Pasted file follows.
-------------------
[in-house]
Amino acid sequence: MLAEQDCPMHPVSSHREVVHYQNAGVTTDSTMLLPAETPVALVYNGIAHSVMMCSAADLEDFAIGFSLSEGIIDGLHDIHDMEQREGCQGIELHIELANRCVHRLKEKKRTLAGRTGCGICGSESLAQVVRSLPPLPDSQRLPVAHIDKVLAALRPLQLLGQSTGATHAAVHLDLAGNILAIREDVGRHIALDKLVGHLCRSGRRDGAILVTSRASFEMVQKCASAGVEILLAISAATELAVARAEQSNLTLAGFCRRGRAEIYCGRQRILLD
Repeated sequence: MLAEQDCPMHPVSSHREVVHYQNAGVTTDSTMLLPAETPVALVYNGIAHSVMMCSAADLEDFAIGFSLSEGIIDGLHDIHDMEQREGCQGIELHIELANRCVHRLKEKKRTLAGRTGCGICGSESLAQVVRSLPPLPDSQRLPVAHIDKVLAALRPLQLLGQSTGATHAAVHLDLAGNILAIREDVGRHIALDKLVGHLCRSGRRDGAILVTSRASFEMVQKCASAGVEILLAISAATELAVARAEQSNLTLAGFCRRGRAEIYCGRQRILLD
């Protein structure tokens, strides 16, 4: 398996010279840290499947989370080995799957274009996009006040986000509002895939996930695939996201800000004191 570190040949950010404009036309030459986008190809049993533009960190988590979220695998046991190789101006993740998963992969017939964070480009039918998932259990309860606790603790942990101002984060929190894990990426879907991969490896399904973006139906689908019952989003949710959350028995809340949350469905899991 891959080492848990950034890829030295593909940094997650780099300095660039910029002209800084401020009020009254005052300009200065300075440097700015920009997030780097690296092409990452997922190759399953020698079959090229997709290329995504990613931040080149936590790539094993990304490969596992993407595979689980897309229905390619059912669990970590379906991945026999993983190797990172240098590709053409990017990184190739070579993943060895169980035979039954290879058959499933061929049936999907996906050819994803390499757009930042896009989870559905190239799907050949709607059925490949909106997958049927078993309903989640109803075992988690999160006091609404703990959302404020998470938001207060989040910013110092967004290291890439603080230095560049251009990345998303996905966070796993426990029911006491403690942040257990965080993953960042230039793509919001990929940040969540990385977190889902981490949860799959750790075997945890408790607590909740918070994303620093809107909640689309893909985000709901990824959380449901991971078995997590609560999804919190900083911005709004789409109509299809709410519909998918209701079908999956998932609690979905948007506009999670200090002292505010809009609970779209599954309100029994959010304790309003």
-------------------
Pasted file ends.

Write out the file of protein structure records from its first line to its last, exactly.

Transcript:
[in-house]
Amino acid sequence: MLAEQDCPMHPVSSHREVVHYQNAGVTTDSTMLLPAETPVALVYNGIAHSVMMCSAADLEDFAIGFSLSEGIIDGLHDIHDMEQREGCQGIELHIELANRCVHRLKEKKRTLAGRTGCGICGSESLAQVVRSLPPLPDSQRLPVAHIDKVLAALRPLQLLGQSTGATHAAVHLDLAGNILAIREDVGRHIALDKLVGHLCRSGRRDGAILVTSRASFEMVQKCASAGVEILLAISAATELAVARAEQSNLTLAGFCRRGRAEIYCGRQRILLD
Repeated sequence: MLAEQDCPMHPVSSHREVVHYQNAGVTTDSTMLLPAETPVALVYNGIAHSVMMCSAADLEDFAIGFSLSEGIIDGLHDIHDMEQREGCQGIELHIELANRCVHRLKEKKRTLAGRTGCGICGSESLAQVVRSLPPLPDSQRLPVAHIDKVLAALRPLQLLGQSTGATHAAVHLDLAGNILAIREDVGRHIALDKLVGHLCRSGRRDGAILVTSRASFEMVQKCASAGVEILLAISAATELAVARAEQSNLTLAGFCRRGRAEIYCGRQRILLD
């Protein structure tokens, strides 16, 4: 398996010279840290499947989370080995799957274009996009006040986000509002895939996930695939996201800000004191 570190040949950010404009036309030459986008190809049993533009960190988590979220695998046991190789101006993740998963992969017939964070480009039918998932259990309860606790603790942990101002984060929190894990990426879907991969490896399904973006139906689908019952989003949710959350028995809340949350469905899991 891959080492848990950034890829030295593909940094997650780099300095660039910029002209800084401020009020009254005052300009200065300075440097700015920009997030780097690296092409990452997922190759399953020698079959090229997709290329995504990613931040080149936590790539094993990304490969596992993407595979689980897309229905390619059912669990970590379906991945026999993983190797990172240098590709053409990017990184190739070579993943060895169980035979039954290879058959499933061929049936999907996906050819994803390499757009930042896009989870559905190239799907050949709607059925490949909106997958049927078993309903989640109803075992988690999160006091609404703990959302404020998470938001207060989040910013110092967004290291890439603080230095560049251009990345998303996905966070796993426990029911006491403690942040257990965080993953960042230039793509919001990929940040969540990385977190889902981490949860799959750790075997945890408790607590909740918070994303620093809107909640689309893909985000709901990824959380449901991971078995997590609560999804919190900083911005709004789409109509299809709410519909998918209701079908999956998932609690979905948007506009999670200090002292505010809009609970779209599954309100029994959010304790309003």